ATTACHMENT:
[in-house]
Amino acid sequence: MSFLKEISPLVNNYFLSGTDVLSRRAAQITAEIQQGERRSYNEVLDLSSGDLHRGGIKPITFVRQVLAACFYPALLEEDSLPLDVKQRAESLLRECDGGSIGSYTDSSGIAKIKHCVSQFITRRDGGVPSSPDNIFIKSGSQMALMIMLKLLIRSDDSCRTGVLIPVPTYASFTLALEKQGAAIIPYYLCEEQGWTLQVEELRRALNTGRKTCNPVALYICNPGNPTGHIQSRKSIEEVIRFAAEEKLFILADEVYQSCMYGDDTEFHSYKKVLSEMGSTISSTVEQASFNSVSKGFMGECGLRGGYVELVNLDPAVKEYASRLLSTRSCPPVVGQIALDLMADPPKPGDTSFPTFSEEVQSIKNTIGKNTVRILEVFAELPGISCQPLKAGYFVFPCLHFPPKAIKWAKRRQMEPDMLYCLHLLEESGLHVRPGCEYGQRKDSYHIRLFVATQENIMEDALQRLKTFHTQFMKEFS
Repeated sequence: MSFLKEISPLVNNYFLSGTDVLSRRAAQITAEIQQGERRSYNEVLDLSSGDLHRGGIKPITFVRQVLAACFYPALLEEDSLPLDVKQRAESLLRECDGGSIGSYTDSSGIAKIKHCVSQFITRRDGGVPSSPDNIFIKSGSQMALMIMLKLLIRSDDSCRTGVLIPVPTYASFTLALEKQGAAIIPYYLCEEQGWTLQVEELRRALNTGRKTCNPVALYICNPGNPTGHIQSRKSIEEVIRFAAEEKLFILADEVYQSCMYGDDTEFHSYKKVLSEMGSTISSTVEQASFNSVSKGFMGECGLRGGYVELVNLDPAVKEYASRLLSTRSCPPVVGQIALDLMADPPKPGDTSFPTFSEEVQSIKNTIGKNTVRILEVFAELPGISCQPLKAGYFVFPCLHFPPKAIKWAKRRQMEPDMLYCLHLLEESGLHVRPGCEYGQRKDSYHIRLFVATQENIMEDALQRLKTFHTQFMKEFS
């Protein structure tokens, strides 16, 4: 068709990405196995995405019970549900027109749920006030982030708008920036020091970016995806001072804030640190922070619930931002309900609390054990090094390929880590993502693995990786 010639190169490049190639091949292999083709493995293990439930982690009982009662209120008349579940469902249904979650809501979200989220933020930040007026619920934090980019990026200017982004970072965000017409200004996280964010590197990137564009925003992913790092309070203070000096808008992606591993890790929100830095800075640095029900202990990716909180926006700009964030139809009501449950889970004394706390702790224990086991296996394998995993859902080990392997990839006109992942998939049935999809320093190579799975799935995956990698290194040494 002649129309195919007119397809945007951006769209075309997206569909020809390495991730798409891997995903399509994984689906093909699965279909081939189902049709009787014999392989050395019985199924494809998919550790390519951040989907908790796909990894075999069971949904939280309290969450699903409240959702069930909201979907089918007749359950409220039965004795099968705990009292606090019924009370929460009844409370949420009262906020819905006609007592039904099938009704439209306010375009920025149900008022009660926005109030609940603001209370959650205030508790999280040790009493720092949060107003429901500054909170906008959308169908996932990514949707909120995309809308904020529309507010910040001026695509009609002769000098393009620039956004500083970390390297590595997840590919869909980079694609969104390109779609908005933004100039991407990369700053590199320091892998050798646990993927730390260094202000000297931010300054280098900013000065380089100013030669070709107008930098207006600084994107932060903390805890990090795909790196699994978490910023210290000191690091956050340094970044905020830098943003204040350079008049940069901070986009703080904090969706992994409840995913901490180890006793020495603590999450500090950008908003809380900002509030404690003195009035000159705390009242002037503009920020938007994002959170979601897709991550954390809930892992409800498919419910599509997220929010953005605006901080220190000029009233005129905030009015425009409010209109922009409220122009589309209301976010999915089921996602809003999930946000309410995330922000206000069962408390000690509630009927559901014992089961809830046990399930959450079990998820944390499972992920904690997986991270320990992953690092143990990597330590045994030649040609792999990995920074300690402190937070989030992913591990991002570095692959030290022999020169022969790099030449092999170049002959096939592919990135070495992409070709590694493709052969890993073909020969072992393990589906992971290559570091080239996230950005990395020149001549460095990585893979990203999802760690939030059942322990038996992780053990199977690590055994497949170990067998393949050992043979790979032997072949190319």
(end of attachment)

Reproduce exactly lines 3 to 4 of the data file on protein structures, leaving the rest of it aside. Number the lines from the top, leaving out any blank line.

Repeated sequence: MSFLKEISPLVNNYFLSGTDVLSRRAAQITAEIQQGERRSYNEVLDLSSGDLHRGGIKPITFVRQVLAACFYPALLEEDSLPLDVKQRAESLLRECDGGSIGSYTDSSGIAKIKHCVSQFITRRDGGVPSSPDNIFIKSGSQMALMIMLKLLIRSDDSCRTGVLIPVPTYASFTLALEKQGAAIIPYYLCEEQGWTLQVEELRRALNTGRKTCNPVALYICNPGNPTGHIQSRKSIEEVIRFAAEEKLFILADEVYQSCMYGDDTEFHSYKKVLSEMGSTISSTVEQASFNSVSKGFMGECGLRGGYVELVNLDPAVKEYASRLLSTRSCPPVVGQIALDLMADPPKPGDTSFPTFSEEVQSIKNTIGKNTVRILEVFAELPGISCQPLKAGYFVFPCLHFPPKAIKWAKRRQMEPDMLYCLHLLEESGLHVRPGCEYGQRKDSYHIRLFVATQENIMEDALQRLKTFHTQFMKEFS
């Protein structure tokens, strides 16, 4: 068709990405196995995405019970549900027109749920006030982030708008920036020091970016995806001072804030640190922070619930931002309900609390054990090094390929880590993502693995990786 010639190169490049190639091949292999083709493995293990439930982690009982009662209120008349579940469902249904979650809501979200989220933020930040007026619920934090980019990026200017982004970072965000017409200004996280964010590197990137564009925003992913790092309070203070000096808008992606591993890790929100830095800075640095029900202990990716909180926006700009964030139809009501449950889970004394706390702790224990086991296996394998995993859902080990392997990839006109992942998939049935999809320093190579799975799935995956990698290194040494 002649129309195919007119397809945007951006769209075309997206569909020809390495991730798409891997995903399509994984689906093909699965279909081939189902049709009787014999392989050395019985199924494809998919550790390519951040989907908790796909990894075999069971949904939280309290969450699903409240959702069930909201979907089918007749359950409220039965004795099968705990009292606090019924009370929460009844409370949420009262906020819905006609007592039904099938009704439209306010375009920025149900008022009660926005109030609940603001209370959650205030508790999280040790009493720092949060107003429901500054909170906008959308169908996932990514949707909120995309809308904020529309507010910040001026695509009609002769000098393009620039956004500083970390390297590595997840590919869909980079694609969104390109779609908005933004100039991407990369700053590199320091892998050798646990993927730390260094202000000297931010300054280098900013000065380089100013030669070709107008930098207006600084994107932060903390805890990090795909790196699994978490910023210290000191690091956050340094970044905020830098943003204040350079008049940069901070986009703080904090969706992994409840995913901490180890006793020495603590999450500090950008908003809380900002509030404690003195009035000159705390009242002037503009920020938007994002959170979601897709991550954390809930892992409800498919419910599509997220929010953005605006901080220190000029009233005129905030009015425009409010209109922009409220122009589309209301976010999915089921996602809003999930946000309410995330922000206000069962408390000690509630009927559901014992089961809830046990399930959450079990998820944390499972992920904690997986991270320990992953690092143990990597330590045994030649040609792999990995920074300690402190937070989030992913591990991002570095692959030290022999020169022969790099030449092999170049002959096939592919990135070495992409070709590694493709052969890993073909020969072992393990589906992971290559570091080239996230950005990395020149001549460095990585893979990203999802760690939030059942322990038996992780053990199977690590055994497949170990067998393949050992043979790979032997072949190319």